The six week long heatwave that we are experiencing here in Ireland during June and July has brought with it some of the best summer weather many can remember, yet it has also at this stage created water shortages and with the ground being so dry we have also had many forest wild fires along with fires on the open bog lands.
I enjoyed capturing these pictures a lot! as the atmosphere on the bog was amazing, the smell of smoke and the cracking of still burning small fires, with dead wood smoking all around me, nothing but deep ash on the surface.
I took these pictures this morning, they show the results of a large wild fire on the bog lands at littleton, county tipperary. Most of the trees and heather have all been burnt, these fires are mostly just on the surface and when we see the return of some rain the environment will recover very quickly. The question is just when will we see our usual Irish summer return , with its rains at least once or twice a week ?
In my earlier post I posted some of my own images of the Bog of Allen, Just one of the Irish Bogs I love visiting. Last year I went to see an Art exhibition that included some painting by, county Kerry based painter Noel Browne.
Some of his paintings I share here.
I feel he has captures the wonderful feel of the Irish Bogs including the vast Landscape they produce, when they have been cut by mechanicall harvesters for Peat production. His painting capture the almost monotone landscapes with deep flooded pits created by these machines.
First paintings for over a year :
Its over a year since I did any painting, I have been working with my photography so much, but as its the start of a new year , I felt a real need to paint again.
This painting is the start of a project I will work on , based on the upland bogs of Kilkenny and Tipperary.
It based on a series of photographic images from these great places.
Going down to Littleton Bog.
To myself I feel that very little depicts the landscape of Ireland as much as it’s peat bog areas, peat has been cut from this landscape for hundreds if not thousands of years.
Littleton Bog is about 30km from my home and I visit this area many times during the year, too both walk our dog Molly and take sometime too take images and just be out in what can be a very wild place in the winter months along with a wonderful place in the summer.
The mass production of peat from the Littleton area has left this landscape deeply affected as you can see from this photo and the photographs below. However I have also tried by best to show how the area around the bog can be reclaimed for both nature and wildlife.
Many Animals and Birds make the reclaimed lakes here their home during both the winter and summer months. Littleton bog is also home to many rare plants and insects with multiple entries in the Irish national biodiversity database.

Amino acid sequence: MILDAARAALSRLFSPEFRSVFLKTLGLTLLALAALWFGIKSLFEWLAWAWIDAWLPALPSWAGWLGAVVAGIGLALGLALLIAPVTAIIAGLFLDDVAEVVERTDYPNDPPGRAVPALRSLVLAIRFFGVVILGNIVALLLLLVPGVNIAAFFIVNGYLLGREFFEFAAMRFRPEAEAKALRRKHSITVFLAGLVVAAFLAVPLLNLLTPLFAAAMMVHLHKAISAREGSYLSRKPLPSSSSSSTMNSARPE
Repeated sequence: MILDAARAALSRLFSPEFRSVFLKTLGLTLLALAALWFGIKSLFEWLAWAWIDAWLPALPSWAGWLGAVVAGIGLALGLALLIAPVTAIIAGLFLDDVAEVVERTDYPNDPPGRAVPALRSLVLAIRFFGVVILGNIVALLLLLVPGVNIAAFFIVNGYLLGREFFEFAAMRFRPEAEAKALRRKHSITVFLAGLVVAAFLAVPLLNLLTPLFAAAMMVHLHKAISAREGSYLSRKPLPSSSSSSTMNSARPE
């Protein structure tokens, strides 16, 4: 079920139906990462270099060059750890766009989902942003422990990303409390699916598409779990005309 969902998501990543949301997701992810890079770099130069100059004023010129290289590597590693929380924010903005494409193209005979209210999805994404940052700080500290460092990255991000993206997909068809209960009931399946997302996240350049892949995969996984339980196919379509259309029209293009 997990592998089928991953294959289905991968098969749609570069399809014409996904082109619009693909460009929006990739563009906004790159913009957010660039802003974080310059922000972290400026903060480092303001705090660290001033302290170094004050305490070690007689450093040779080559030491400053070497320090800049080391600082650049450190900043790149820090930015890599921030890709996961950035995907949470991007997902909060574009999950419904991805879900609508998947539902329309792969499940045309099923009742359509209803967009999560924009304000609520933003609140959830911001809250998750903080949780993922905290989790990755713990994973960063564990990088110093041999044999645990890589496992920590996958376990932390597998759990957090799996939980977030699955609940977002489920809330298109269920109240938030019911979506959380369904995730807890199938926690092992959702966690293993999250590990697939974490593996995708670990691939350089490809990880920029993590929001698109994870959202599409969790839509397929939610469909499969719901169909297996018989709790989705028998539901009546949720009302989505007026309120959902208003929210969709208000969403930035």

Last week the Irish Poet Seamus Heaney died and he wrote this Poem about the Irish bog lands.
By Seamus Heaney
We have no prairies
To slice a big sun at evening–
Everywhere the eye concedes to
Is wooed into the cyclops’ eye
Of a tarn. Our unfenced country
Is bog that keeps crusting
Between the sights of the sun.
They’ve taken the skeleton
Of the Great Irish Elk
Out of the peat, set it up
An astounding crate full of air.
Butter sunk under
More than a hundred years
Was recovered salty and white.
The ground itself is kind, black butter
Melting and opening underfoot,
Missing its last definition
By millions of years.
They’ll never dig coal here,
Only the waterlogged trunks
Of great firs, soft as pulp.
Our pioneers keep striking
Inwards and downwards,
Every layer they strip
Seems camped on before.
The bogholes might be Atlantic seepage.
The wet centre is bottomless.
Images of the Bog – Gallery
Lough Boora parklands, are one of the most interesting outdoor locations you could visit in Ireland. They cover up to 14 kilometres of scenic views and cycle routes, the parkland has many sculptures and art installations for you to view along with miles of walking routes. The location is also a nature reserve that is home to many rare birds such as lapwings. The first image in the below Gallery is of two Lapwing flying above the park.
Along with the great sculptures which I will cover in full in another post, some archaeology found at the site has completely changed the history of the country. The remains of a village that would have sat on the banks of one of the biggest lakes in Europe at the time. The findings date the people living in this area back some eight and a half thousand years, this is some two and a half thousand years older than previously thought.
It also pre dates the Christian history of Ireland by some seven thousand years.
The village itself was large and well established for its time, indicating that man must have lived here for sometime before reaching this level of culture. This would indicate that Man moved back into Ireland soon after the ending of the last Ice age some ten thousand years ago.
I have taken some images of the information boards on the site, you can find them below the following images.
Poem by : Kathleen Jamie
I walk at the land’s edge,
turning in my mind
a private predicament.
Today the sea is indigo.
Thirty years an adult –
same mind, same
ridiculous quandaries –
but every time the sea
appears differently: today
a tumultuous dream,
flinging its waves ashore –
I tread back over the bog
– but every time the bog
appears differently: this evening,
tufts of bog-cotton
unbutton themselves in the wind
– and then comes the road
so wearily familiar
the old shining road
that leads everywhere